An old scan of a picture of King Vidor with his name written on it
The Film Daily, a New York publication, featured King Vidor on one of its covers in 1919. Photo courtesy The Film Daily/Wikimedia

Filmmaker King Vidor was only 6 years old when he survived the deadliest natural disaster in U.S. history. The Great Galveston Storm of 1900 nearly wiped out his hometown and claimed an estimated 8,000 lives. It also left Vidor with a moment that he said “influenced me throughout my life.”

As his family found shaky refuge in the house of a friend, Vidor heard powerful singing coming from another room, which was packed with about 40 African Americans. “They even had segregation under those conditions,” he recalled in a 1976 interview. “It was facing death about as close as you can face it. … The impressions of people praying and the Black people singing spirituals and hymns never left me.”

The theme of inner strength and personal expression in the midst of conflict, both physical and social, runs through many of Vidor’s films—from Our Daily Bread (1934), about a farm cooperative during the Great Depression; to the ambitious and sweeping War and Peace (1956), based on the novel by Leo Tolstoy. The latter garnered Vidor his fifth and final Oscar nomination for best director.

“King Vidor was a master of the intimate epic,” says Brian Gannon, director of the Austin Film Commission. “At the time, directors were hired guns, but Vidor was one of the few enigmas within the studio system, as he was able to produce fairly personal projects with ease.”

Vidor was born in Galveston in 1894—the year the public first paid money to see a motion picture in the U.S.—and he grew up right alongside this new form of art and entertainment. As a 15-year-old, Vidor worked as a ticket-taker at Galveston’s Globe Theater, situated in the back of a music store on Market Street. When the projectionist went on break, Vidor took over the cramped booth, hypnotized by the flickering of light.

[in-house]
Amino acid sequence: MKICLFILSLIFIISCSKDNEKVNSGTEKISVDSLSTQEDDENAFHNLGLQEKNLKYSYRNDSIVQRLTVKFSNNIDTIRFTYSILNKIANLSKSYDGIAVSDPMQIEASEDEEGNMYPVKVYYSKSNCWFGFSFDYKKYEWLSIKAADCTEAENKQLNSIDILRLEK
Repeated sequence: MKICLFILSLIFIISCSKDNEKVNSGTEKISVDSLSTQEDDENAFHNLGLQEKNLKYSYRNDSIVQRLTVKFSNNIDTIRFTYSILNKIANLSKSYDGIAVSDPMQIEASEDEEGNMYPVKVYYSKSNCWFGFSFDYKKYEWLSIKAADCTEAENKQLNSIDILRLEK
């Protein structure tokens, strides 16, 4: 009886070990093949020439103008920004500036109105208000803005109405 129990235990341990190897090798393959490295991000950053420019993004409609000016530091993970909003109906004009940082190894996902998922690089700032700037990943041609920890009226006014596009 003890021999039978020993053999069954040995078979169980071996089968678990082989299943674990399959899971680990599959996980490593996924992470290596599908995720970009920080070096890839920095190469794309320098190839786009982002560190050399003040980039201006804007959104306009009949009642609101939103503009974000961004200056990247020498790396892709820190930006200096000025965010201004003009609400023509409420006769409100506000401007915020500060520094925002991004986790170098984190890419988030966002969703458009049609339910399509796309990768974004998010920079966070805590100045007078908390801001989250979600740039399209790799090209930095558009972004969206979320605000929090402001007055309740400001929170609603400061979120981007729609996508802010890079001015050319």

He became obsessed with finding a camera to make his own movies when his friend George Roy Clough—who would later become Galveston’s mayor— built one from cigar boxes and old projector parts. In September 1909, the two were filming as a storm surge lifted a bathhouse from its pilings and crashed the building onto the street. The short clip was shown in Texas movie theaters as a newsreel.

“School classes became progressively less interesting, and I was impatient to get started on this new profession,” Vidor wrote in his 1953 autobiography, A Tree is a Tree.

Vidor dropped out of high school to become the Texas stringer for the Mutual Weekly newsreel company, which was based in New York. His first assignment was to document the longest march of massed U.S. Army troops ever—11,000 soldiers—from Galveston to Houston in 1912, a mobilization prompted by the Mexican Revolution.

Vidor started his first film company, Hotex, in Houston in 1915, about the same time he fell in love with Florence Arto, a local actress. Before long, they married and set off for Hollywood together. It wasn’t exactly the career path envisioned by Vidor’s father, Charles Shelton Vidor, who had hoped his only son would take over his lumber business. The business prospered for a while—even resulting in the East Texas town of Vidor being named for C.S. Vidor. (While the town is pronounced like “cider,” the family pronounced its name “VEE-dor.”) Later, when the lumber business faltered, C.S. decided to join his son in Hollywood, where he helped build the Vidor Village studio.

A black and white photo of a group of people standing on a film set

King Vidor directed his first feature, The Turn in the Road, in 1919. The box office hit was a story of spiritual quest based on tenets of Vidor’s Christian Science upbringing. For the next four decades, until his final feature, Solomon and Sheba, in 1959, Vidor directed epics, comedies, musicals, and dramas with equal proficiency, letting the material dictate the style. He was “a poet of the American landscape” according to a 1972 appreciation in The New York Times. But his films were also deeply personal.

Ordinary people doing extraordinary things was a Vidor trademark. The Big Parade, for example, was the first war movie about GIs, not generals or presidents. The 1925 picture was the highest-grossing film of the silent era and established MGM as a major studio. Four years later, The Crowd, about seeking identity in the rat race, earned Vidor an Oscar nomination in the first year the awards were given.

Vidor’s subsequent film, Hallelujah, fulfilled his longtime dream of making a motion picture about the African American experience, with an all-Black cast. This had never before been done in Hollywood, whose biggest musical attraction in the late ’20s was Al Jolson singing in blackface.